Science And Cycling: The Pothole

Written by Boston Biker on Feb 10

As you probably have noticed there seem to be a lot of new potholes around. Potholes might be the wrong term, is there a word that means “giant wheel swallowing death traps filled with ice cold salt water?” Pothells?

I nearly ended up like the guy above yesterday as a brand new pit had sprung forth on a street that had been bereft of them the day before. I was able to swerve and avoid the front wheel and bunny hop the back wheel over it, in the most ungraceful way possible.

So where do all these monsters come from? And why do they seem to appear so suddenly? That my friend is a job for science!

To understand potholes you have to understand water. Most things shrink when they get cold, and expand when they get warm. Water is one of the few things that actually gets bigger as it gets colder. The reason for this is the way in which water molecules link up as they become ice.

The next thing you have to understand is that the road surface is not a single sold object. It feels pretty solid when you fall off your bike onto it, but its actually very porous. Black top is made of gravel and tar, concrete is comprised of gravel and cement. The road has lots of little spaces for water to soak into.

The road and everything else that is embedded into it, (utility covers, grates, train tracks, etc), shrink and expand as they heat and cool. Just to make it complicated they all expand and shrink at different rates, opening even more holes for water to soak into. Even things like white painted lines on the road can affect the rate at which things heat up and cool down.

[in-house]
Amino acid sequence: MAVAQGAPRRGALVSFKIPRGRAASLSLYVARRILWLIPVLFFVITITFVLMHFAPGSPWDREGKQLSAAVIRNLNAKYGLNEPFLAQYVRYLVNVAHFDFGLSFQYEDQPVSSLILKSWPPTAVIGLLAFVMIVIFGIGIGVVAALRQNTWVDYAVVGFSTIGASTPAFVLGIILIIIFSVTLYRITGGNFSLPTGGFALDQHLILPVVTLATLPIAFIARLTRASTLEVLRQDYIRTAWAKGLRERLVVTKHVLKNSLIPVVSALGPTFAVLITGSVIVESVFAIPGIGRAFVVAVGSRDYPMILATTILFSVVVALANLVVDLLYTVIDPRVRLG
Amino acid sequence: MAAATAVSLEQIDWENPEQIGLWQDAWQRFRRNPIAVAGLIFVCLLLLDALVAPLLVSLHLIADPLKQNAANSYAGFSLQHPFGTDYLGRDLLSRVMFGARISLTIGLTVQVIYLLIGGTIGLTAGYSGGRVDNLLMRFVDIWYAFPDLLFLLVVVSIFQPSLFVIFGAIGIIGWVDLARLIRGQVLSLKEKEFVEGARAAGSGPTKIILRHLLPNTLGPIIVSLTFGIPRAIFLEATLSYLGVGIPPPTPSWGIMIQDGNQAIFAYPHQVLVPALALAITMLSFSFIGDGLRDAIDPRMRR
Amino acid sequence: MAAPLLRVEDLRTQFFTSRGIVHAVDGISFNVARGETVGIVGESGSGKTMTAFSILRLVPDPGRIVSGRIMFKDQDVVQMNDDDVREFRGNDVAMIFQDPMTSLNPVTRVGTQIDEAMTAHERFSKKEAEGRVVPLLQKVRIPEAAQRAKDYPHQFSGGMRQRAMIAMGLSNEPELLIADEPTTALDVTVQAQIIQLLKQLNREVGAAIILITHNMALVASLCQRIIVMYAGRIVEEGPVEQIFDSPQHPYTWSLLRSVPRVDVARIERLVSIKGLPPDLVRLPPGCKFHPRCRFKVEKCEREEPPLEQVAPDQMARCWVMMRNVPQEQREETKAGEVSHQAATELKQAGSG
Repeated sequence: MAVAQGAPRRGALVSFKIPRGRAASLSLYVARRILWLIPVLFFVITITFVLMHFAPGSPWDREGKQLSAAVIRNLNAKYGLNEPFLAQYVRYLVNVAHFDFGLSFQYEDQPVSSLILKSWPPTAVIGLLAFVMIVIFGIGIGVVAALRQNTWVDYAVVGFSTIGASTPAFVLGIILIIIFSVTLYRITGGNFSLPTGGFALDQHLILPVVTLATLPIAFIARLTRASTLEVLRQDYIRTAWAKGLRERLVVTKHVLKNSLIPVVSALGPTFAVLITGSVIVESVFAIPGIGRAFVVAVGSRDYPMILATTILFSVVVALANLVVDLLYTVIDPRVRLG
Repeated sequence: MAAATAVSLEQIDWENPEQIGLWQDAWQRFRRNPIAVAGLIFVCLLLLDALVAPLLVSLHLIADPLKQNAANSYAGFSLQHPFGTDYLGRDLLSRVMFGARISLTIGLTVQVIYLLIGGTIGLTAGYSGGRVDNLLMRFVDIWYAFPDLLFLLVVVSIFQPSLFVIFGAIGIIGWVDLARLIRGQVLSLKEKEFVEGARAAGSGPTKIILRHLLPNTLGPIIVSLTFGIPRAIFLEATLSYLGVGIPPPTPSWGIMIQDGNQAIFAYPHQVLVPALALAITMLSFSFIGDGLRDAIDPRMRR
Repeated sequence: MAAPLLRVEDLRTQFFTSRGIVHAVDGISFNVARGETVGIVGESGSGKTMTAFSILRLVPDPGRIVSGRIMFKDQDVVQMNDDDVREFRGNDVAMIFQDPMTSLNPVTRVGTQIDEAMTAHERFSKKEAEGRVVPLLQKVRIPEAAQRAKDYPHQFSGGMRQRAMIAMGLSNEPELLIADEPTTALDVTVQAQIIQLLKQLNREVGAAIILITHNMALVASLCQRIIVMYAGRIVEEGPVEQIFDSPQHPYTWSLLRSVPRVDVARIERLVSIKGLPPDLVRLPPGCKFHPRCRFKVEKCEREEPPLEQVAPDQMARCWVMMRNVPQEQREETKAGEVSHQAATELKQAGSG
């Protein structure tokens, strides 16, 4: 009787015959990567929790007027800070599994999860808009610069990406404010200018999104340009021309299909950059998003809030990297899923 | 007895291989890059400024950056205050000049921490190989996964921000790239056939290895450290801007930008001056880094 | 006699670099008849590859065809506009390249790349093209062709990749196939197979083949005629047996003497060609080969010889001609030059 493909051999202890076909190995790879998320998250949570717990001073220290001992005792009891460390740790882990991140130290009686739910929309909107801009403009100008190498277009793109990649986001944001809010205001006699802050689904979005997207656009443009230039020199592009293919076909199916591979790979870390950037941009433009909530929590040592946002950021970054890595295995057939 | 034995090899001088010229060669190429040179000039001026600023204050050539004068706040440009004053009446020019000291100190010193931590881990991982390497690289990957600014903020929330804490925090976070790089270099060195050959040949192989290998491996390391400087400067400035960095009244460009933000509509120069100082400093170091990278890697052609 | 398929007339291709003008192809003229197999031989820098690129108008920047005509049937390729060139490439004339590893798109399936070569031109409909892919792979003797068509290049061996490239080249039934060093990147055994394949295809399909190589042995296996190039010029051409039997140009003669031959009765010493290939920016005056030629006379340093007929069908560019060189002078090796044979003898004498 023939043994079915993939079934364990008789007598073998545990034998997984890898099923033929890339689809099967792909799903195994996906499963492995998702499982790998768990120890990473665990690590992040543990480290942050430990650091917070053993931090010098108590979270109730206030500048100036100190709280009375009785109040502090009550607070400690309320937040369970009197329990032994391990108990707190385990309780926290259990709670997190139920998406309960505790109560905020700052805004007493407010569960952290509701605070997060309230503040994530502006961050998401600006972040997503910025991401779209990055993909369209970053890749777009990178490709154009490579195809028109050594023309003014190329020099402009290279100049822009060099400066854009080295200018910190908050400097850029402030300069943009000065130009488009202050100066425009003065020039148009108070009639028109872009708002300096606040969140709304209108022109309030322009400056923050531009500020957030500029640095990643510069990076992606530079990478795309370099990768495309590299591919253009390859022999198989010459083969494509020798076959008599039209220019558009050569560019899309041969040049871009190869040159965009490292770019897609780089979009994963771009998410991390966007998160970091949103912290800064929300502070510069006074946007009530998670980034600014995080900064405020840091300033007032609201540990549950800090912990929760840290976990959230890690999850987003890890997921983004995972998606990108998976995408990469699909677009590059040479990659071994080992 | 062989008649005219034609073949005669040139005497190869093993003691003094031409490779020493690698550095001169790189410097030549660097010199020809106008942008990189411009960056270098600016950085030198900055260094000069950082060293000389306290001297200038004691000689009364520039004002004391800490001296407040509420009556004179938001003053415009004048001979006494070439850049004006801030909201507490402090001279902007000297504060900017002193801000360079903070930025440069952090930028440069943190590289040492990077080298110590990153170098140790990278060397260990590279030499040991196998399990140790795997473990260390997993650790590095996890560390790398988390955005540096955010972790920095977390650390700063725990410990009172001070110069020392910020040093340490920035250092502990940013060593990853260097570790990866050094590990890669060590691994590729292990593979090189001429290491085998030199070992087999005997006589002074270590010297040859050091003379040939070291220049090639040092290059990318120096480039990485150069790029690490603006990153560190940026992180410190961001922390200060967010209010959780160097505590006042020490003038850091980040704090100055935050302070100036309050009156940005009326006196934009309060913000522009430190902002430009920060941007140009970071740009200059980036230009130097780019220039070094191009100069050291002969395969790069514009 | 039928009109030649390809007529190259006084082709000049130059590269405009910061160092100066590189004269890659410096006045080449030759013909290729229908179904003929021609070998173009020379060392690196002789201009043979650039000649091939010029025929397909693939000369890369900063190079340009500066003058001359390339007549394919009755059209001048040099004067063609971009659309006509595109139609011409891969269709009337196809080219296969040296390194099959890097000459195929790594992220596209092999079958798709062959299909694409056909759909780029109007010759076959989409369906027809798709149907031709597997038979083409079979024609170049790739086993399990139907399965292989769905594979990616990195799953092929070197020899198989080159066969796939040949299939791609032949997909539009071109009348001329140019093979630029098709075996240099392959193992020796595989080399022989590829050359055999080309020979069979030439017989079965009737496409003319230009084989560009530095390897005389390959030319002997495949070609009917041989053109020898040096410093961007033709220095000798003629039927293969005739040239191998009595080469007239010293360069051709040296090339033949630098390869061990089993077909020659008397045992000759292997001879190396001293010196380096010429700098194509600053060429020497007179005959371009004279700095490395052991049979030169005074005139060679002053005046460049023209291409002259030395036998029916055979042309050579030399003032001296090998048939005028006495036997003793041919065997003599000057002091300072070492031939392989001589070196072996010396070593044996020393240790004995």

The water soaks into tiny cracks in the road during the day when it is above freezing, at night when it cools down the water expands and pops open that hole a little more. The next day MORE water gets in there, when it freezes that hole gets bigger, repeat till your front wheel will fit into the hole. Metal objects only make this process faster, which is why you often see the worst potholes around utility hole covers and grates.

Just for good measure add a bunch of heavy vehicles driving over the surface and the smooth city streets are soon infested with a legion of evil potholes.

The recent spat of warm weather we had combined with the recent spat of extremely cold weather has caused a bumper crop of potholes. So many in fact that it seems every street now has one. Be vigilant riders, for a dark evil lurks below your wheels. Be sure to glance down once in a while to make sure a road once loyal is trustworthy still!

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Posted in education, fun | 3 Comments »

3 Responses to “Science And Cycling: The Pothole”

  1. By cycler on Feb 10, 2011 | Reply

    You’ve been having lots of adventures in physics recently between the exploding wheel and the creation of potholes.

  2. By Jonathan on Feb 10, 2011 | Reply

    “Mayor Thomas M. Menino’s Office of New Urban Mechanics, the team that launched the Citizens Connect iPhone app in 2009, is working on an application for smartphones that would automatically report potholes without the need for a driver to dial a number or send a text message.”

  3. By 2whls3spds on Feb 12, 2011 | Reply

    So from what I gather…we need to limit heavy vehicle use on streets until all the pavement has undergone a thorough inspection for weak spots? (tongue firmly planted in cheek)


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